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Al-Qaeda affiliates operating in Syria have claimed responsibility for dozens of attacks across the country, most of them suicide bombings and car bombings.
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More than 100,000 Syrians have fled their country's civil war to neighboring Lebanon, Turkey, Jordan and Iraq, creating a considerable humanitarian and political problem.

Syrian Crisis:
As Civilians Flee, Terrorists Move In

In discussing the ongoing conflict in Syria, much of the attention has focused on the fighting between President Bashar Assad’s forces and the rebels, as well as the ultimate fate of the Assad regime. Whatever the results of this conflict, however, it has already sent shockwaves across the Middle East.

Relations between Shiite-led Iran, Assad’s closest ally, and regional Sunni heavyweights Saudi Arabia and Turkey, which support the opposition, have deteriorated as they find themselves on opposite ends of the conflict. And tensions have spread into neighboring Lebanon, where clashes between pro- and anti-Syrian regime fighters have left dozens dead.

Two developments of particular concern for Syria’s neighbors, including Israel, are the flow of refugees out of Syria alongside the influx of jihadist elements into the country.

Refugee Crisis

As the bloodshed in Syria drags on and the violence worsens, more and more civilians – by now well over 100,000 people – are fleeing the country. Some 30,000 Syrian refugees are officially registered with the U.N. in Lebanon, 42,000 Syrians have reached Turkey, roughly 8,000 are in Iraq, and 35,000 refugees have been recorded by the U.N. in Jordan, though the Jordanian government reports 90,000-150,000 Syrians inside the country.

Beyond the obvious difficulties for the refugees themselves, this mass exodus creates significant problems for the host countries, adding instability to an explosive environment. Tensions over shortages of food, water and housing have given rise to clashes with local authorities, and fighting between refugees and local residents has also been reported.

Jordan and Lebanon are especially worried about the situation. Both countries face serious economic problems regardless of the refugee crisis, which is further taxing their scarce resources. And both fear that the turmoil in Syria will spread, unsettling their already turbulent politics.

For Lebanon, any demographic shift due to incoming Sunni refugees puts at risk the country’s fragile sectarian balance between Sunnis, Shiites, Christians and Druze.

In Jordan, King Abdullah is trying to cope with rising discontent over the economy and stalled political reforms. The last thing he needs is the burden of tens of thousands of refugees. Furthermore, the entry of Palestinian refugees – half a million of whom reside in Syria – could worsen Jordan’s deep domestic schism between citizens of Palestinian descent and so-called East Bank Jordanians, on whom the King relies to maintain power.

Aware of this risk, King Abdullah has vowed to “keep the door open to our Syrian brothers, while at the same time preserving the country’s national interests.”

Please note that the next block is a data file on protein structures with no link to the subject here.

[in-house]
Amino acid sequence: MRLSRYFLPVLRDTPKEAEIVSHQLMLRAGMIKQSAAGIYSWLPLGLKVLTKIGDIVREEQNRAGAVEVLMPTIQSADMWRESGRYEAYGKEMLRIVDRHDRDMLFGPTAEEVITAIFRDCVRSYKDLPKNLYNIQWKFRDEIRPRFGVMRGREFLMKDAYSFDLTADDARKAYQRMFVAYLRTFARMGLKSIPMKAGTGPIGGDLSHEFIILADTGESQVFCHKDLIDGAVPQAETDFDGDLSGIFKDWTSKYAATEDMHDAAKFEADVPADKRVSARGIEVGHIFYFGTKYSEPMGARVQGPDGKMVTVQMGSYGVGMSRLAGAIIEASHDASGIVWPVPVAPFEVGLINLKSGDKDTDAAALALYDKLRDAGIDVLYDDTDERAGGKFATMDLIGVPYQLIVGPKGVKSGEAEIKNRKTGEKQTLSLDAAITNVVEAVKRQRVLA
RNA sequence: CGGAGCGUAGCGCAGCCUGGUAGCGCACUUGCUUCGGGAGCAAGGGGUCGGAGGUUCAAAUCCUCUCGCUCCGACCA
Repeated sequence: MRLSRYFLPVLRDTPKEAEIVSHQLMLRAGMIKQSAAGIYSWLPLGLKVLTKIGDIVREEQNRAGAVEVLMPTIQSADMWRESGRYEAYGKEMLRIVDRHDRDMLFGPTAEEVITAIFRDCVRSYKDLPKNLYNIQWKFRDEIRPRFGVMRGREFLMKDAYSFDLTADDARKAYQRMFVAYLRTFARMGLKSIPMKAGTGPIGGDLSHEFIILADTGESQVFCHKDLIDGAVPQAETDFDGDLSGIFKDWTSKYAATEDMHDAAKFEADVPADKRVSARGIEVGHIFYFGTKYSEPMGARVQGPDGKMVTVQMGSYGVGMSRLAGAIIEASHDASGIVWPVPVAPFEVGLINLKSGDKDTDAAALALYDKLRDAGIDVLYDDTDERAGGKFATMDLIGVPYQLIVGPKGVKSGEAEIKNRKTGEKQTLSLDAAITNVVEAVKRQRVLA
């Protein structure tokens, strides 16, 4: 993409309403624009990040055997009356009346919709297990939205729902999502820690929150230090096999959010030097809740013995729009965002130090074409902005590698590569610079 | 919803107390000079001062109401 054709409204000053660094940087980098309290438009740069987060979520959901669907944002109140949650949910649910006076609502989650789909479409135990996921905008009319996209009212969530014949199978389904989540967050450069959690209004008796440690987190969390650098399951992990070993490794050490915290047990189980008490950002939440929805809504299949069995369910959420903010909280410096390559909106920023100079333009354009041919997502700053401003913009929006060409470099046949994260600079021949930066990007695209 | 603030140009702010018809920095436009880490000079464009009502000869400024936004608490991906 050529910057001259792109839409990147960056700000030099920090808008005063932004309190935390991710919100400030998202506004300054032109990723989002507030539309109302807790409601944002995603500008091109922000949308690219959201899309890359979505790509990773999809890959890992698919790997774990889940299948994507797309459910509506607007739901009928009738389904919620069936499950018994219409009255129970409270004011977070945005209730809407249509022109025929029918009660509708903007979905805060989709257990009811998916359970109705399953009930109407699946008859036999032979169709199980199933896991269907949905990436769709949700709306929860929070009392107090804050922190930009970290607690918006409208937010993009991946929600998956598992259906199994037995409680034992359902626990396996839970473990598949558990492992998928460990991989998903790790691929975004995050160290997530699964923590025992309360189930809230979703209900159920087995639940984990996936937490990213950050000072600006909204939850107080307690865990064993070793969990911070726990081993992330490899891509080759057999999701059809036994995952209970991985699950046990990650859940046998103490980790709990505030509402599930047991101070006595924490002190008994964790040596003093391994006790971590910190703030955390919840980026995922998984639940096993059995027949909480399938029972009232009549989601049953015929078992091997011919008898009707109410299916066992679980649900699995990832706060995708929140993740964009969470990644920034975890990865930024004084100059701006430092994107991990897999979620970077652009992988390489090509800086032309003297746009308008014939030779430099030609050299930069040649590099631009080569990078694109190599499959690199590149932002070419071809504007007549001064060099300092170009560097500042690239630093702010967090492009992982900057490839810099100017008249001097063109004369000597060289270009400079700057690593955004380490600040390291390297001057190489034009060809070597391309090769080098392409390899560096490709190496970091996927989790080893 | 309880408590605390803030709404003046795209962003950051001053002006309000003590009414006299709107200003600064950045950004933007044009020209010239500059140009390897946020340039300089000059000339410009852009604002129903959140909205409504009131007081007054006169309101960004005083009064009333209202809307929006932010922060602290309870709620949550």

Jihadist Influx

Alongside the Syrian rebels fighting President Assad’s forces, a new element has entered the conflict in the past few months. Islamic extremists, including those operating under the banner of al-Qaeda, are joining the battle against Assad in growing numbers. These jihadists, many of whom are veterans of the ongoing strife in Iraq, pose a problem not only for the Syrian regime but for the security and stability of the entire region.

Sunni extremists have taken up the cause of toppling Assad and his regime – dominated by the Alawite sect, a Shiite offshoot – as part of their larger jihad against non-Sunnis. Al-Qaeda’s black flag has been spotted in Syrian villages and among rebel fighters, and there are reports that representatives of the group have tried to win control of towns and villages.

A group called Al-Nusra Front for the People of the Levant, the major al-Qaeda affiliate operating in Syria, has claimed responsibility for dozens of attacks across the country, most of them suicide bombings and car bombings. And Director of National Intelligence James Clapper confirmed that bombing attacks in Damascus and Aleppo “had all the earmarks of an al-Qaeda-like attack.” “We believe al-Qaeda in Iraq is extending its reach into Syria,” he added.

The result is a further escalation of the conflict along religio-ethnic lines and a headache for the U.S. and Syria’s neighbors. U.S. officials have cited the presence of al-Qaeda-linked groups as a reason to avoid arming the opposition, and Israel has warned that these groups are liable to turn the border with Syria into a base for anti-Israel operations.

Indeed, statements from al-Qaeda members vindicate these warnings. “Our big hope is to form a Syrian-Iraqi Islamic state for all Muslims, and then announce our war against Iran and Israel, and free Palestine,” said one al-Qaeda operative.

Risks to the Region

The longer the bloodshed in Syria goes on, the lower the chances of a stable and unified Syria if and when Assad falls. But the risks to the region are no less grave. Thousands of refugees are creating a considerable humanitarian and political problem, while terrorist groups – currently taking a more prominent role within Syria – could eventually branch out to attack other countries.

“The sooner there can be an end to the violence and a beginning of a political transition process, not only will fewer people die, but there is a chance to save the Syrian state from a catastrophic assault that would be very dangerous not only to Syria but to the region,” Secretary of State Hillary Clinton recently said.